Jenemann contends that negotiations are a “fundamental part” of civil proceedings, since they can lead to settlements and withdrawal of cases. However, he put an end to the counseling and explaining that assistant district attorneys often did with property owners. Instead, a trial commissioner guides them.
“We’re always trying to make things work better,” Jenemann says of the forfeiture process. “We work closely with opponents. This is one of those processes where the time has come.”
The “single biggest change,” the assistant district attorney says, addresses the Institute for Justice’s criticism of re-listing cases—or requiring a property owner to appear multiple times in Courtroom 478.
Under the new system, property owners who have a criminal case pending at the same time a forfeiture case moves through the courts will not have to return to Courtroom 478 for status hearings. The change, Jenemann says, keeps property owners from having to appear multiple times.
Instead, the forfeiture case is virtually frozen in the system—continued without a further listing, officially—until the criminal case is resolved.
Property owners can request that a forfeiture case move forward, Jenemann says, and such demands typically are made by those fighting to have their vehicles returned.
Many of the changes Jenemann oversees were made in response to Sheth and the Institute for Justice’s lawsuit. She is glad the city has begun to make the process more fair, Sheth says, but was surprised to see how “resolute and defensive” prosecutors were at first.
“It’s been a lot of delay, delay, delay,” she says. “It’s a relief to see the light with respect to at least some of these claims.”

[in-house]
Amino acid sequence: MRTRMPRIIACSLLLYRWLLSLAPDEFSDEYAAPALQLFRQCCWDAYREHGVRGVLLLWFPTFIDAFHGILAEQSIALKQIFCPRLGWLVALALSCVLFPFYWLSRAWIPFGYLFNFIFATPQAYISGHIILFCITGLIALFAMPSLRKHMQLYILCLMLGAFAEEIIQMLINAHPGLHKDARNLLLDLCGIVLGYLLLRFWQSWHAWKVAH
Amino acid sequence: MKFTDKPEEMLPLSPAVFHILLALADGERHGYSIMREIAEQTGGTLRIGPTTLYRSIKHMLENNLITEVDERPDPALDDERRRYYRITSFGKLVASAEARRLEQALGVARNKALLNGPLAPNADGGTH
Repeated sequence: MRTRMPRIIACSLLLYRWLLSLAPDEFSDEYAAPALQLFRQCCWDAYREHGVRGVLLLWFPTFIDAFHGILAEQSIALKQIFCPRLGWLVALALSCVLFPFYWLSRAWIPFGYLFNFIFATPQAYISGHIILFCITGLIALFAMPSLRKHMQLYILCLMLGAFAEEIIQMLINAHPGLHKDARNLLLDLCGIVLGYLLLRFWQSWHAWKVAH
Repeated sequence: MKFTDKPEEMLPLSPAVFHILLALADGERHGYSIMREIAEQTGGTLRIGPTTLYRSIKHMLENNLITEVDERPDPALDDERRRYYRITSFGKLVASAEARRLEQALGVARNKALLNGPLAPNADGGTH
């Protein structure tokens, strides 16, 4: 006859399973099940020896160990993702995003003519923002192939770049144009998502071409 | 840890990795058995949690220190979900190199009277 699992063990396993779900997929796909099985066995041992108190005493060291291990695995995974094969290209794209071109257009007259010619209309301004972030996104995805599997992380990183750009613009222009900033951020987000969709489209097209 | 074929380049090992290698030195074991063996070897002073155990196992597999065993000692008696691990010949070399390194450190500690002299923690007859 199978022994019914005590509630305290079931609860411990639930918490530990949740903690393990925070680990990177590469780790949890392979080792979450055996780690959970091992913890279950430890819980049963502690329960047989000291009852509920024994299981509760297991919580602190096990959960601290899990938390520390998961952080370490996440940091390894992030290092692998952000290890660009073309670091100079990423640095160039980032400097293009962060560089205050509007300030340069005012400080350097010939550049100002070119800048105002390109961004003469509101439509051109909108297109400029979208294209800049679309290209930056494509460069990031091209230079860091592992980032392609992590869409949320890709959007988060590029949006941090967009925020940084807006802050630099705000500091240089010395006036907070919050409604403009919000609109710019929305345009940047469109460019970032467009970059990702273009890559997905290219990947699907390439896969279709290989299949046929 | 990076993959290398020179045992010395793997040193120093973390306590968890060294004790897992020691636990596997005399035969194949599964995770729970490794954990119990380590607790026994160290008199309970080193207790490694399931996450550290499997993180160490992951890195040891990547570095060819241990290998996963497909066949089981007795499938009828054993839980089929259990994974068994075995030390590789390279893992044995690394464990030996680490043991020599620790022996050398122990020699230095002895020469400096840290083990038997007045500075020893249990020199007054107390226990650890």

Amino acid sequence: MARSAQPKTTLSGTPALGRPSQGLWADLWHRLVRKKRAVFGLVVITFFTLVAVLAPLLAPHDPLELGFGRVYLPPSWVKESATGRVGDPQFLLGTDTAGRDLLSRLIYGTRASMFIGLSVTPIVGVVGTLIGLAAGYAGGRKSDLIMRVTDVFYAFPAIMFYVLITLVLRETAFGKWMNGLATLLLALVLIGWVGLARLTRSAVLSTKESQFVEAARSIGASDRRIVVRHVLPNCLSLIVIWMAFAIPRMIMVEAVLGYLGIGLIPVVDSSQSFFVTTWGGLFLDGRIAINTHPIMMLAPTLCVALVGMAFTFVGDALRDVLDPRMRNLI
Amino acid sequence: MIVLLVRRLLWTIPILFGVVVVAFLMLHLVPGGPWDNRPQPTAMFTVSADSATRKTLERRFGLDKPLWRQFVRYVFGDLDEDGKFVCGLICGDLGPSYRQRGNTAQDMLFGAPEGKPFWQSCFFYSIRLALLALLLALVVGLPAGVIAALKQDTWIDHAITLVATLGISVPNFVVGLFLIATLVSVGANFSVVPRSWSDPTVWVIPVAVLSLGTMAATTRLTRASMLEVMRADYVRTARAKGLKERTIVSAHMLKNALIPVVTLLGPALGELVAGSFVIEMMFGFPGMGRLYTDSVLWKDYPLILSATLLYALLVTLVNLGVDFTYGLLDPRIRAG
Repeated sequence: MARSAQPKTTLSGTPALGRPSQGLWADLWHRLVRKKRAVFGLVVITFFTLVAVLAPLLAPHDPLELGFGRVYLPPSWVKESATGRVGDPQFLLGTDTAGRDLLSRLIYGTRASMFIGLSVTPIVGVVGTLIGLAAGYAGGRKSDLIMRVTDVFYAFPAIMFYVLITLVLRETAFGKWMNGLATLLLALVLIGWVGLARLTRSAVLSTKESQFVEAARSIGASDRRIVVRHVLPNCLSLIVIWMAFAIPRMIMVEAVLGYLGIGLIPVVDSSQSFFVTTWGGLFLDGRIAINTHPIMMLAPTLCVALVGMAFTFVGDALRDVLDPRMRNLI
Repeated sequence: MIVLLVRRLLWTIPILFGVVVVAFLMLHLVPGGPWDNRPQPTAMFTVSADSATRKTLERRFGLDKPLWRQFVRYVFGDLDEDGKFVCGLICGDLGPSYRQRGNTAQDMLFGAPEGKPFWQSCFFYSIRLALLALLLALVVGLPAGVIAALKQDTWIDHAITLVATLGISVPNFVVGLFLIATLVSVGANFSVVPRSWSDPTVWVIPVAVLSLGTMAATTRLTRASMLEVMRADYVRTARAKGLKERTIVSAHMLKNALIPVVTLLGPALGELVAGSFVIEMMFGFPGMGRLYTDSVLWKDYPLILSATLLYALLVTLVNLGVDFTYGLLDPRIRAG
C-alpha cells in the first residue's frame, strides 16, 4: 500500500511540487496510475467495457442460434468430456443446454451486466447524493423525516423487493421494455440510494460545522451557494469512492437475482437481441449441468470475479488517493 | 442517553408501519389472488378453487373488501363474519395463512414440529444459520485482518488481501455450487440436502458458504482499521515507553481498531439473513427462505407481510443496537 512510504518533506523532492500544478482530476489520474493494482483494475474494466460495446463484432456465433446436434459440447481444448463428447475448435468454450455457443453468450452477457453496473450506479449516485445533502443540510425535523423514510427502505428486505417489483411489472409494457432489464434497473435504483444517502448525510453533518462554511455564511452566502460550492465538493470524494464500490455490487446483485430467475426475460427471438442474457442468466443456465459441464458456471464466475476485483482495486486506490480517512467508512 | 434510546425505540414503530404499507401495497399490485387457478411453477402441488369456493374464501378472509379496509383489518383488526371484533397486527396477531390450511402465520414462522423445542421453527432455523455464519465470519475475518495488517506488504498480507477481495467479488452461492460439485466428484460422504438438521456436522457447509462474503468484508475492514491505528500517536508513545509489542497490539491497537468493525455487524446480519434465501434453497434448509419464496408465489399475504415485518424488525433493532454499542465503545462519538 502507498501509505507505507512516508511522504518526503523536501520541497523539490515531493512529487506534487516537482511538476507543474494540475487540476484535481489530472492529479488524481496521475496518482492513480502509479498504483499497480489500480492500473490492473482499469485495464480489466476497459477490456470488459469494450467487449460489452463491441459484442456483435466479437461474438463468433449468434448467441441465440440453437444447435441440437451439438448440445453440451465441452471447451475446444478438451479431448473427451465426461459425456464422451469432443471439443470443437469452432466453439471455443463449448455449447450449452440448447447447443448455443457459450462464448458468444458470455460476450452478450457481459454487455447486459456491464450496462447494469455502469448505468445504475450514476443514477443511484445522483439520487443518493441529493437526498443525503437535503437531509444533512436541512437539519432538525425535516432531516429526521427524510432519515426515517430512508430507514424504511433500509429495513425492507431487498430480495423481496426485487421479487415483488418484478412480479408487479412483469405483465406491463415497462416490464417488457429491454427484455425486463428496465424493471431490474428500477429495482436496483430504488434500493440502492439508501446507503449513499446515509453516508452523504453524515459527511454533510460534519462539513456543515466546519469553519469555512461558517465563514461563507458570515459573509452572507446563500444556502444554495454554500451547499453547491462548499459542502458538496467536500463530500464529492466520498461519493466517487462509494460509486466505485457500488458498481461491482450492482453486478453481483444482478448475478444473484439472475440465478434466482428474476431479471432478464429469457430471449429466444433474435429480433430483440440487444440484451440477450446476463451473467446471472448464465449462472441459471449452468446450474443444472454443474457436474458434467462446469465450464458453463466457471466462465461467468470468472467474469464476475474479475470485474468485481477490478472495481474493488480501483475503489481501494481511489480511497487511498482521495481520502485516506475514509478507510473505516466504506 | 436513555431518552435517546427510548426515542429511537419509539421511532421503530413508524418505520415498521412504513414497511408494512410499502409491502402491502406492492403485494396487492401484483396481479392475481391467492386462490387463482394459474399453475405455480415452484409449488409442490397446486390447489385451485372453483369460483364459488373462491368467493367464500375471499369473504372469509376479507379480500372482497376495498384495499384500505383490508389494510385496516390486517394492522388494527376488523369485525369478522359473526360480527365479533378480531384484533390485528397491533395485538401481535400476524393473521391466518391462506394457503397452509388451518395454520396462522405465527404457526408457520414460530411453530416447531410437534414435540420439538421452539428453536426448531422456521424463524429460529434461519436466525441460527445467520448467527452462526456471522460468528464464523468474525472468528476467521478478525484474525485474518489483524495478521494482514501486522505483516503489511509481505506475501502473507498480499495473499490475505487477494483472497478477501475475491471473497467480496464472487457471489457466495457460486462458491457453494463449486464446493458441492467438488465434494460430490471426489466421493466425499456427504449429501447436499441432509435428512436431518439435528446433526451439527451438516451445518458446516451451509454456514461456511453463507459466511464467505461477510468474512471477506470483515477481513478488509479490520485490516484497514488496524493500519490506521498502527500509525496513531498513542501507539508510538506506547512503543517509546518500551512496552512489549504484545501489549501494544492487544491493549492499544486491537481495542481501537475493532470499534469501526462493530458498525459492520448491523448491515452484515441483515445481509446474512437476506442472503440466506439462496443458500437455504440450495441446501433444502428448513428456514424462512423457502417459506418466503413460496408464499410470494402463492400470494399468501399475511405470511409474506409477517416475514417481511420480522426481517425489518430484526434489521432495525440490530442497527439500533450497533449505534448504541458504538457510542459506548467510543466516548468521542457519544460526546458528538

Changes at the Statehouse
For state Sen. Anthony Williams, a Democrat representing Delaware and Philadelphia counties, the increasing number of incidents involving innocent property owners who had cash, cars, and houses seized by the City of Brotherly Love was cause for alarm.
“Private citizens should not feel that their government would take away their rights and treat them as guilty … if they’re innocent, but even if they’re not properly charged or vetted,” Williams says in an interview with The Daily Signal. “You don’t want any American feeling that the government is working against them and taking what is theirs rightfully away from them without due process.”
Now, as Jenemann and the district attorney’s office consider more internal changes, legislation reforming Pennsylvania law on civil asset forfeiture is before the state legislature.
Sponsored by Williams and state Sen. Mike Folmer, a Republican representing Dauphin, Lebanon, and York counties, the bill addresses many of the most controversial aspects of the process. Specifically, their bill would:
- Require a criminal conviction before property can be forfeited.
- Raise the burden of proof to “clear and convincing.”
- Guarantee the right to counsel and to seek attorneys’ fees.
- Redirect forfeiture revenues to the county or state general fund.
“It’s a very comprehensive, top-down reform of the forfeiture system,” Jason Snead, a policy analyst at The Heritage Foundation, says. “If you look down the list, it does everything that a good package should be considering.”